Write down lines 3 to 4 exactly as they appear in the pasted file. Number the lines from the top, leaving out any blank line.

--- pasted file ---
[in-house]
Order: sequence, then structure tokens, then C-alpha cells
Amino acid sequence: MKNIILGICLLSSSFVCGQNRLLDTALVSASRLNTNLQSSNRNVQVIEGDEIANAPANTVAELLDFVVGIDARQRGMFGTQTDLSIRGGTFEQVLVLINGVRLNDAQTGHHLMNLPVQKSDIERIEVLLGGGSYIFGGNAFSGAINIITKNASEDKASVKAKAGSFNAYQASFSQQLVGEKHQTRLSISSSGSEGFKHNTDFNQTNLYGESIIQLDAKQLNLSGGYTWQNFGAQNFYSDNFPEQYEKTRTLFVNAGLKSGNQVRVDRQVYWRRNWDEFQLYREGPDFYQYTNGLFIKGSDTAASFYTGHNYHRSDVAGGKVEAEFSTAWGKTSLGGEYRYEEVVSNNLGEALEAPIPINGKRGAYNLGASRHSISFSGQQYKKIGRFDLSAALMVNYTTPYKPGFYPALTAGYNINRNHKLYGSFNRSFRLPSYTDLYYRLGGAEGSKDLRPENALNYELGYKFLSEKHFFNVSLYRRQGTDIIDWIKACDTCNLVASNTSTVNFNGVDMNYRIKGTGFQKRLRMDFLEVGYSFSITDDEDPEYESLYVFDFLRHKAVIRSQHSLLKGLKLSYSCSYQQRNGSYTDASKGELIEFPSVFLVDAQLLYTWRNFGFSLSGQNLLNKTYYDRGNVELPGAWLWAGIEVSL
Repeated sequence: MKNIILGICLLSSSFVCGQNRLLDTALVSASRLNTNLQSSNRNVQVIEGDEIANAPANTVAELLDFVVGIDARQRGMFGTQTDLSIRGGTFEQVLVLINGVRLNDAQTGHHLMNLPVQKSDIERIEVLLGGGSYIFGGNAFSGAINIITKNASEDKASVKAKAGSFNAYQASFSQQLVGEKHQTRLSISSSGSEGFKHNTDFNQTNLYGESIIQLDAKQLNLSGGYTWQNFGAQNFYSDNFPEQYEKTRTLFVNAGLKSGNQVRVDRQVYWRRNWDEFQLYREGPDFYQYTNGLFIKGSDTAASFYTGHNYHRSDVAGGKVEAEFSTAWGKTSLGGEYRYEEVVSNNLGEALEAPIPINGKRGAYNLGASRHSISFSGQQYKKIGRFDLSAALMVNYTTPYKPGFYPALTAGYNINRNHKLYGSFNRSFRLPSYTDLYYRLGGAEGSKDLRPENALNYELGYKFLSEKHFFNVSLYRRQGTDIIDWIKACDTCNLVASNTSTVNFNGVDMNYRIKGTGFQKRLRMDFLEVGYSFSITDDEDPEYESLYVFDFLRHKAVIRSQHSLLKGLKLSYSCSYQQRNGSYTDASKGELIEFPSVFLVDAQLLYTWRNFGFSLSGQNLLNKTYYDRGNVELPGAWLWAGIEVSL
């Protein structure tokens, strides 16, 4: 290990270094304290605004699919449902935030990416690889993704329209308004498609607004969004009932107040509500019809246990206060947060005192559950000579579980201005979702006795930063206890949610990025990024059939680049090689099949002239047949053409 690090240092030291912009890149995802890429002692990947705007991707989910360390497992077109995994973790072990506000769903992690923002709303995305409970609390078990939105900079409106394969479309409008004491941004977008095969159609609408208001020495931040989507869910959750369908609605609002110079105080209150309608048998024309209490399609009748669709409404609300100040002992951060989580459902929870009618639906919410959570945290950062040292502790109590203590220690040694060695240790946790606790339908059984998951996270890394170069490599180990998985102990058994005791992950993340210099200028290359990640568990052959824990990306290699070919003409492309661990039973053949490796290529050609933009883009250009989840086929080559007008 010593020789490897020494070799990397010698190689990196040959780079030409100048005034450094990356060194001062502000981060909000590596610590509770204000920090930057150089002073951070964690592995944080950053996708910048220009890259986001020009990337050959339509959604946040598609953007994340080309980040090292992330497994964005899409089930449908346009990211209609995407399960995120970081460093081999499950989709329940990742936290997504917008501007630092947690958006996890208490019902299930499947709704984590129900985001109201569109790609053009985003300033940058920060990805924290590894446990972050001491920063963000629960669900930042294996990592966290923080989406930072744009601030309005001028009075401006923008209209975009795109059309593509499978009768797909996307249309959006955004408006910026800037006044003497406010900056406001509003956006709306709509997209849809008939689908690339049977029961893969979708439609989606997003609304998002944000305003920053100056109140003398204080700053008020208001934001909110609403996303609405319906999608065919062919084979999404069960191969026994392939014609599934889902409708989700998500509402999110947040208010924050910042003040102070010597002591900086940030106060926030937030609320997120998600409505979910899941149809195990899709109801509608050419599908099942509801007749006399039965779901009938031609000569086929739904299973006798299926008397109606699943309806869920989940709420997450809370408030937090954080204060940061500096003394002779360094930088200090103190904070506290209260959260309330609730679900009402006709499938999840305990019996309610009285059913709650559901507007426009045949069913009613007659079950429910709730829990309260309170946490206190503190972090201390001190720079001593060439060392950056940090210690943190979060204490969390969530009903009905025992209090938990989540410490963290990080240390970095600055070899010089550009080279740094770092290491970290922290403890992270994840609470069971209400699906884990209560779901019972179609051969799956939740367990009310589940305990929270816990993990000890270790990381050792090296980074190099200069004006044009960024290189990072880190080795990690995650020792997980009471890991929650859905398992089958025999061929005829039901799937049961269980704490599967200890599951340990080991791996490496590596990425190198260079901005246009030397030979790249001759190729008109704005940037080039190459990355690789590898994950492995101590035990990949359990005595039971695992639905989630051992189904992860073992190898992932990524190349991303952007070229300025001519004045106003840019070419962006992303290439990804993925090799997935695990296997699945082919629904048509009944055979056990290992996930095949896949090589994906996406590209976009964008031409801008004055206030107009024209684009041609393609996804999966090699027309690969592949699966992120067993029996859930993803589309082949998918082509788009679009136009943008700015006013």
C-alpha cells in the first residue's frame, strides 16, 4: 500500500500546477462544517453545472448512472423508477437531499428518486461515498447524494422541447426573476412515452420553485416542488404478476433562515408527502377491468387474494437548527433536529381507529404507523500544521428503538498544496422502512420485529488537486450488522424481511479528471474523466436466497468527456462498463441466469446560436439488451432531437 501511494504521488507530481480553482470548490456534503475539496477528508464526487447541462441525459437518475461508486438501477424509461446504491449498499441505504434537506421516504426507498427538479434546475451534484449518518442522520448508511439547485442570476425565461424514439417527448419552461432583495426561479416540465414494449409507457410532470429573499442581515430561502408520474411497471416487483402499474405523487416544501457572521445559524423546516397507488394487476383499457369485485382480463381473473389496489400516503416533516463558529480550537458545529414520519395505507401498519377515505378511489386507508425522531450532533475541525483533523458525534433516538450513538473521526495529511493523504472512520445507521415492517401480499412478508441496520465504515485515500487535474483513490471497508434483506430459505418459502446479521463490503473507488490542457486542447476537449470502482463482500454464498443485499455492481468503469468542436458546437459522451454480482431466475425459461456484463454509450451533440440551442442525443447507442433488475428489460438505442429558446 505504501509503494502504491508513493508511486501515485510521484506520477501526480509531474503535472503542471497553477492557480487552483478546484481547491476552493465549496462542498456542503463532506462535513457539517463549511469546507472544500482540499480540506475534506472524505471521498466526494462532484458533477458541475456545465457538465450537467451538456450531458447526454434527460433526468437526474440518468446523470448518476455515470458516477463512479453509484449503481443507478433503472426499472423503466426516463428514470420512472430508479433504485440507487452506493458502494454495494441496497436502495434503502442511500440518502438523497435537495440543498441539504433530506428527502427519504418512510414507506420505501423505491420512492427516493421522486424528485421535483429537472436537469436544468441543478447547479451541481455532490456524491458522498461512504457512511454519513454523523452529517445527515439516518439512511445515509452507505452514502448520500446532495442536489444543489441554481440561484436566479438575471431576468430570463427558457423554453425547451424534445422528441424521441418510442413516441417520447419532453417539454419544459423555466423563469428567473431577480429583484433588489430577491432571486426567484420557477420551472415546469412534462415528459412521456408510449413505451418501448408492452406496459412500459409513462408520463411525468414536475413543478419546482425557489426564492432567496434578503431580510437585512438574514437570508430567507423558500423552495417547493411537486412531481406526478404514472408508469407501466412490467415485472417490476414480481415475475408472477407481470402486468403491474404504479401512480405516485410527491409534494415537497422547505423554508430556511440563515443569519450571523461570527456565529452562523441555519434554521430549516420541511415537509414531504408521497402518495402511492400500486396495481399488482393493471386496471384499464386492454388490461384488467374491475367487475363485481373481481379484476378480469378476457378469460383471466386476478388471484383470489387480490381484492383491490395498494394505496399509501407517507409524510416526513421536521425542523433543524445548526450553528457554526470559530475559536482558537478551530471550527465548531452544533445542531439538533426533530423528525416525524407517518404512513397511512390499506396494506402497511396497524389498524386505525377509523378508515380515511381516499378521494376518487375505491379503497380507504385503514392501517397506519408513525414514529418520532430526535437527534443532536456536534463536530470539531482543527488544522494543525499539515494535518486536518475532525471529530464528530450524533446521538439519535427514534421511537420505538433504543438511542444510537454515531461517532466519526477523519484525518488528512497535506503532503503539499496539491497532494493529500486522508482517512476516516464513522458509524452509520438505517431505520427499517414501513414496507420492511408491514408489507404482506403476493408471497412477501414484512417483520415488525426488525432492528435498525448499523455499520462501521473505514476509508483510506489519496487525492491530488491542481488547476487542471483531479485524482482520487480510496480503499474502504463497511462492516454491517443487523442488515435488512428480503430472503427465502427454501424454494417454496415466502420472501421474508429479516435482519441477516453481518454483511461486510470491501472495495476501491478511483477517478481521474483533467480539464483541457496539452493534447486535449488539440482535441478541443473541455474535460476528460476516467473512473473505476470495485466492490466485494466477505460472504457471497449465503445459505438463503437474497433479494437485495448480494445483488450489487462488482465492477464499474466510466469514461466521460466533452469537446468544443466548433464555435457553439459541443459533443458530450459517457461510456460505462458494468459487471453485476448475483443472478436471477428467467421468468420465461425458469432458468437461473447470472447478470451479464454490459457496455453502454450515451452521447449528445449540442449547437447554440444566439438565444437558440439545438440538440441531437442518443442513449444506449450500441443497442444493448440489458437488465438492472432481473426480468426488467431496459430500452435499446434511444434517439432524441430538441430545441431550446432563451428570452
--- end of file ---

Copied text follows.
Amino acid sequence: MKNIILGICLLSSSFVCGQNRLLDTALVSASRLNTNLQSSNRNVQVIEGDEIANAPANTVAELLDFVVGIDARQRGMFGTQTDLSIRGGTFEQVLVLINGVRLNDAQTGHHLMNLPVQKSDIERIEVLLGGGSYIFGGNAFSGAINIITKNASEDKASVKAKAGSFNAYQASFSQQLVGEKHQTRLSISSSGSEGFKHNTDFNQTNLYGESIIQLDAKQLNLSGGYTWQNFGAQNFYSDNFPEQYEKTRTLFVNAGLKSGNQVRVDRQVYWRRNWDEFQLYREGPDFYQYTNGLFIKGSDTAASFYTGHNYHRSDVAGGKVEAEFSTAWGKTSLGGEYRYEEVVSNNLGEALEAPIPINGKRGAYNLGASRHSISFSGQQYKKIGRFDLSAALMVNYTTPYKPGFYPALTAGYNINRNHKLYGSFNRSFRLPSYTDLYYRLGGAEGSKDLRPENALNYELGYKFLSEKHFFNVSLYRRQGTDIIDWIKACDTCNLVASNTSTVNFNGVDMNYRIKGTGFQKRLRMDFLEVGYSFSITDDEDPEYESLYVFDFLRHKAVIRSQHSLLKGLKLSYSCSYQQRNGSYTDASKGELIEFPSVFLVDAQLLYTWRNFGFSLSGQNLLNKTYYDRGNVELPGAWLWAGIEVSL
Repeated sequence: MKNIILGICLLSSSFVCGQNRLLDTALVSASRLNTNLQSSNRNVQVIEGDEIANAPANTVAELLDFVVGIDARQRGMFGTQTDLSIRGGTFEQVLVLINGVRLNDAQTGHHLMNLPVQKSDIERIEVLLGGGSYIFGGNAFSGAINIITKNASEDKASVKAKAGSFNAYQASFSQQLVGEKHQTRLSISSSGSEGFKHNTDFNQTNLYGESIIQLDAKQLNLSGGYTWQNFGAQNFYSDNFPEQYEKTRTLFVNAGLKSGNQVRVDRQVYWRRNWDEFQLYREGPDFYQYTNGLFIKGSDTAASFYTGHNYHRSDVAGGKVEAEFSTAWGKTSLGGEYRYEEVVSNNLGEALEAPIPINGKRGAYNLGASRHSISFSGQQYKKIGRFDLSAALMVNYTTPYKPGFYPALTAGYNINRNHKLYGSFNRSFRLPSYTDLYYRLGGAEGSKDLRPENALNYELGYKFLSEKHFFNVSLYRRQGTDIIDWIKACDTCNLVASNTSTVNFNGVDMNYRIKGTGFQKRLRMDFLEVGYSFSITDDEDPEYESLYVFDFLRHKAVIRSQHSLLKGLKLSYSCSYQQRNGSYTDASKGELIEFPSVFLVDAQLLYTWRNFGFSLSGQNLLNKTYYDRGNVELPGAWLWAGIEVSL